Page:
Trial De Novo Law and Legal Definition

Trial De novo refers to a new trial on the entire case conducted as if there had been no trial in the first instance. De novo is a Latin expression meaning "anew," "from the beginning," "afresh." A trial de novo is usually ordered by an appellate court when the original trial fails to make a determination in a manner dictated by law.

In a trial de novo the appeals court holds a trial as if a prior trial had never been held. A trial de novo is often conducted in appeals from small claims court judgments. A trial de novo may also be ordered on appeals from adminstrative agency decisions or arbitration awards.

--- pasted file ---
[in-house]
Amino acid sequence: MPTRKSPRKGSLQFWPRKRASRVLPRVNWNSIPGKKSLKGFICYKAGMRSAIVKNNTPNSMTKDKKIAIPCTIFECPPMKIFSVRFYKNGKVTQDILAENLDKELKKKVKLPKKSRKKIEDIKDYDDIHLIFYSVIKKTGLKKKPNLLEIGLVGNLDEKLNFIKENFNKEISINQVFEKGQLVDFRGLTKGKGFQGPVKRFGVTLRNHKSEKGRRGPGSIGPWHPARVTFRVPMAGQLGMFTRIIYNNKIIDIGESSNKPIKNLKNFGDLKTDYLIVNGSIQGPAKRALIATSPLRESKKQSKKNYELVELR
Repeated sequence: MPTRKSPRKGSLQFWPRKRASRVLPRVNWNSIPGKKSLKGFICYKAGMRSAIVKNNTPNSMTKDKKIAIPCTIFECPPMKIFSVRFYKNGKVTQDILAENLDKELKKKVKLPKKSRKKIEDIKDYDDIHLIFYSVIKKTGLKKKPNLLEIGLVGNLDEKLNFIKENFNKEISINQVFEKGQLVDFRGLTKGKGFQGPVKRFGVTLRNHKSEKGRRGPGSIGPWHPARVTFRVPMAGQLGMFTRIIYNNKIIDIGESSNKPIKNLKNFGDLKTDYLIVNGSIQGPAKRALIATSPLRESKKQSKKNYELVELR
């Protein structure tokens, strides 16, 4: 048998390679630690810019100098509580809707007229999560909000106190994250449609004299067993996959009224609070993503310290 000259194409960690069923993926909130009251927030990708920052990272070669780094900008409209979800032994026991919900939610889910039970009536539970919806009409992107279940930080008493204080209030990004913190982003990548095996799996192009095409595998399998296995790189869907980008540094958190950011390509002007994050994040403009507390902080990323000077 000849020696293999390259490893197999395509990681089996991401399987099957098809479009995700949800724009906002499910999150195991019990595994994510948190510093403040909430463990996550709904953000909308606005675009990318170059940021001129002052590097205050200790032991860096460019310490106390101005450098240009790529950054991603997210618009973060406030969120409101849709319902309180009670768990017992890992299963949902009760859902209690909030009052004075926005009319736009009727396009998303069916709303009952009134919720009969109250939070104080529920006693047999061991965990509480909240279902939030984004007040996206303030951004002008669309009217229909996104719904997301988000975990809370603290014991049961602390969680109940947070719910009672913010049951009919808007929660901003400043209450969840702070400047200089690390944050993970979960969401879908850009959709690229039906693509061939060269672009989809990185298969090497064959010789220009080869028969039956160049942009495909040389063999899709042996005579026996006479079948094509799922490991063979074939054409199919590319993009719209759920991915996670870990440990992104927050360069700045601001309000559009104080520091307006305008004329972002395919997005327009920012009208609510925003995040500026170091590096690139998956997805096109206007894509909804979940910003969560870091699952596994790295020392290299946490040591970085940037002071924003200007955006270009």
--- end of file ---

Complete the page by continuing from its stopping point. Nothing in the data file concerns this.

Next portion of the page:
One feature that distinguishes an appeal proceeding from a trial de novo is that new evidence may not ordinarily be presented in an appeal, though there are rare instances when it may be allowed usually if it was evidence that only came to light after the trial and could not, in all diligence, have been presented in the lower court. Because of concerns about protecting an individual's rights against double jeopardy ordering a trial "de novo" is often the exclusive right of an appeal judge.